The Gibbon Rehabilitation Project (GRP) works to save and protect gibbons that were mistreated in the touristic industry or kept as pets. When a gibbon is brought to the sanctuary - it undergoes medical tests and if it is possible - starts a very long and complex rehabilitation process in the end of which he will hopefully be able to return to the wild.
If you are in Phuket, you can visit the GRP education center . In there you can see the gibbons that are staying in the center and meet the staff that will be glad to answer any questions and explain more.In order to give the gibbons a chance at rehabilitation, the philosophy of the GRP is to reduce human contact with the animals. Therefore, you will have a chance to observe and photograph the apes, but you will not be able to get too close. If you would like to experience more, you could become a volunteer.
for more information regarding a visit- please see:
Volunteers are always needed to help with all aspects of the project’s work including: caring for the gibbons, speaking to tourists, observing the released gibbons in the forest and fundraising. you will be given the opportunity to observe and compare the differences in behavior and lifestyle between those gibbons placed in captivity to those in the forest.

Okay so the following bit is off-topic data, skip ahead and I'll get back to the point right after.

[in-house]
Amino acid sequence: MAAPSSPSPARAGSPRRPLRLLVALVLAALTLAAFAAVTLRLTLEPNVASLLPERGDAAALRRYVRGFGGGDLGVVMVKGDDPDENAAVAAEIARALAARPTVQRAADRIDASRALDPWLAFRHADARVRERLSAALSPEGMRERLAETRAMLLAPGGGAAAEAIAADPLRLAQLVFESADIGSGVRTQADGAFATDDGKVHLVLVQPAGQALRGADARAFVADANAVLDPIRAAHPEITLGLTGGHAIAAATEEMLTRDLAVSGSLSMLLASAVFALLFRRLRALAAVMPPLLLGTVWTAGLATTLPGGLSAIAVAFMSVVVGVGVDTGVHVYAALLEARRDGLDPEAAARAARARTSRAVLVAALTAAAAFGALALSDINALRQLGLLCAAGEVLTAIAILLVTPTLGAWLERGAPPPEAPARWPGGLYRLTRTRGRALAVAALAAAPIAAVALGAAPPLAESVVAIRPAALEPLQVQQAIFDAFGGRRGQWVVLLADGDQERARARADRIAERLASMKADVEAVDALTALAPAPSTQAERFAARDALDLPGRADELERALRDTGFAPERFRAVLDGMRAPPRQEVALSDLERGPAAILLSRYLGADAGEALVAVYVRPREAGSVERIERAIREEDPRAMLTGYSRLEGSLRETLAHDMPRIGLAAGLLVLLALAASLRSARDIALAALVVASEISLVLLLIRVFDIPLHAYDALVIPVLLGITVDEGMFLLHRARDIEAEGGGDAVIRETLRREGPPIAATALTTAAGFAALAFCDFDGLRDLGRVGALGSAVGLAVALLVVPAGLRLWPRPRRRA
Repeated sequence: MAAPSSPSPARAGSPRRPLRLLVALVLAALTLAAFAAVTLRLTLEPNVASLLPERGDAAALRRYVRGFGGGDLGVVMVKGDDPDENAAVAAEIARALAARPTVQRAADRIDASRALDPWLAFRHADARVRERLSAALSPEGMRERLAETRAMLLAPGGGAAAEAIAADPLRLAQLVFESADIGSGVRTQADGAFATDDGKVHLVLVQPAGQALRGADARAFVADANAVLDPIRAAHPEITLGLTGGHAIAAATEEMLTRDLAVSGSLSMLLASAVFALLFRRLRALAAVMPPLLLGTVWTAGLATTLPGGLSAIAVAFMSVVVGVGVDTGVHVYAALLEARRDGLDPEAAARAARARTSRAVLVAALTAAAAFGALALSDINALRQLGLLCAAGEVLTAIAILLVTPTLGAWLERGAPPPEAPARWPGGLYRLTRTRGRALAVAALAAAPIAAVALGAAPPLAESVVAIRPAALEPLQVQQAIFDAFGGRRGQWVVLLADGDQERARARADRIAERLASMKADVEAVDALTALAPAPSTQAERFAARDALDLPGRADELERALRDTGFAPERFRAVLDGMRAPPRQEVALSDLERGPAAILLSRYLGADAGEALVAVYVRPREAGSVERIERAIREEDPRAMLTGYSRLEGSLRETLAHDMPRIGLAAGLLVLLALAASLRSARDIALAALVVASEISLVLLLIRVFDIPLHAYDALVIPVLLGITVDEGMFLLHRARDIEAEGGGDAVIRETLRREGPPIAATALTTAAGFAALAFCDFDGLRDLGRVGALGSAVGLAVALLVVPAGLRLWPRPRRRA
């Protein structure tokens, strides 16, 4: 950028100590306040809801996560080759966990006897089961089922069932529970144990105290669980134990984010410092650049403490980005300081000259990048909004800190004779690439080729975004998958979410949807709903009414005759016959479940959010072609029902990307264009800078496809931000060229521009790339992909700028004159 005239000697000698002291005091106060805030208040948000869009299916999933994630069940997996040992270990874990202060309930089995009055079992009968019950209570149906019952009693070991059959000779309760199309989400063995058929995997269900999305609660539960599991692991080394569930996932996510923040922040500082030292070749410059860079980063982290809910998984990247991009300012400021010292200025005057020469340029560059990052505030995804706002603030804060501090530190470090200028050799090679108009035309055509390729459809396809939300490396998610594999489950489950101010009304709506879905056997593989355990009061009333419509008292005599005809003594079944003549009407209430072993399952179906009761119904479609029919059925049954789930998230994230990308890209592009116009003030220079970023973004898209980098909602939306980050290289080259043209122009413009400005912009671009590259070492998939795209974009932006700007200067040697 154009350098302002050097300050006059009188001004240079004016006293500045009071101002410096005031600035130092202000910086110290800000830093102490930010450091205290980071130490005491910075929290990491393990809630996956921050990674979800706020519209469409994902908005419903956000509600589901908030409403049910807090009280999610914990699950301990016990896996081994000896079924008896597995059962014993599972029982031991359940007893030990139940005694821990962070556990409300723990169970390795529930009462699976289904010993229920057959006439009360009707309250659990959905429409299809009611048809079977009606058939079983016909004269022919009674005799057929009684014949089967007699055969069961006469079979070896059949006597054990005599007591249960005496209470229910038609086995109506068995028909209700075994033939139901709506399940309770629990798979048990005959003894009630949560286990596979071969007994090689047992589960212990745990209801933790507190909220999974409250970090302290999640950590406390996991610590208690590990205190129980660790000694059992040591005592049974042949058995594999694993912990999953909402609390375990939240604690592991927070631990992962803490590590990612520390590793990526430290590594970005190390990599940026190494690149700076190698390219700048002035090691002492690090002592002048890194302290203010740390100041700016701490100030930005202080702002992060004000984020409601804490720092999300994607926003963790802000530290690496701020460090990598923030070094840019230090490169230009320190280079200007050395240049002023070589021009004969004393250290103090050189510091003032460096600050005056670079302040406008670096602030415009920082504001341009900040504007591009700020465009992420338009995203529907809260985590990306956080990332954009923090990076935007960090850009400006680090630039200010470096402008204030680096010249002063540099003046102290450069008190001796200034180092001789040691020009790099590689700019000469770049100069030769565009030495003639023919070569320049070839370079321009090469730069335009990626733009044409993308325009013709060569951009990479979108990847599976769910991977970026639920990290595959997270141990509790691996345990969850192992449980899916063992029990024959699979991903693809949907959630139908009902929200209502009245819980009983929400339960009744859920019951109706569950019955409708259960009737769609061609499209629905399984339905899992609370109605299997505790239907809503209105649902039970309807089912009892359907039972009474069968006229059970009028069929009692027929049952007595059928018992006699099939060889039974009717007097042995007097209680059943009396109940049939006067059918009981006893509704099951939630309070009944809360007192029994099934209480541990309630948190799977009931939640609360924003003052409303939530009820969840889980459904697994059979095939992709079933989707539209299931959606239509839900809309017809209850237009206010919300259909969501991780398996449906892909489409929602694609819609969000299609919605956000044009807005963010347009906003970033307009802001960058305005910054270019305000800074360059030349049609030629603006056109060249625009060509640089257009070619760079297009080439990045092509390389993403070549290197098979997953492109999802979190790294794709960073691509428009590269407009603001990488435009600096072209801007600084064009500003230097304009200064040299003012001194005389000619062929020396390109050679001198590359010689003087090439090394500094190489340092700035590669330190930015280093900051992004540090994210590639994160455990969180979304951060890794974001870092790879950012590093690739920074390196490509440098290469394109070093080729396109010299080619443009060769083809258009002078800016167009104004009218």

for more information and applying for volunteering - please see:
The Gibbon Rehabilitation Project (GRP) was set up in 1992 in Phuket at that time in order to protect and provide a safe environment for Gibbons, particularly those that have previously been mistreated, rescued and brought to the project. The project would then see that the Gibbons undergo a structured rehabilitation process in preparation for their potential release back into the wild.
Before releasing the gibbons back into the forest the GRP must ensure that the gibbons are free from disease and that they can survive on their own in the wild. This is a long process that can take many years.
It involves a series of environments, which encourages their natural behaviors and provides them with the opportunity to practice brachiating, eat natural foods, and have maximum contact with other gibbons and minimum contact with humans.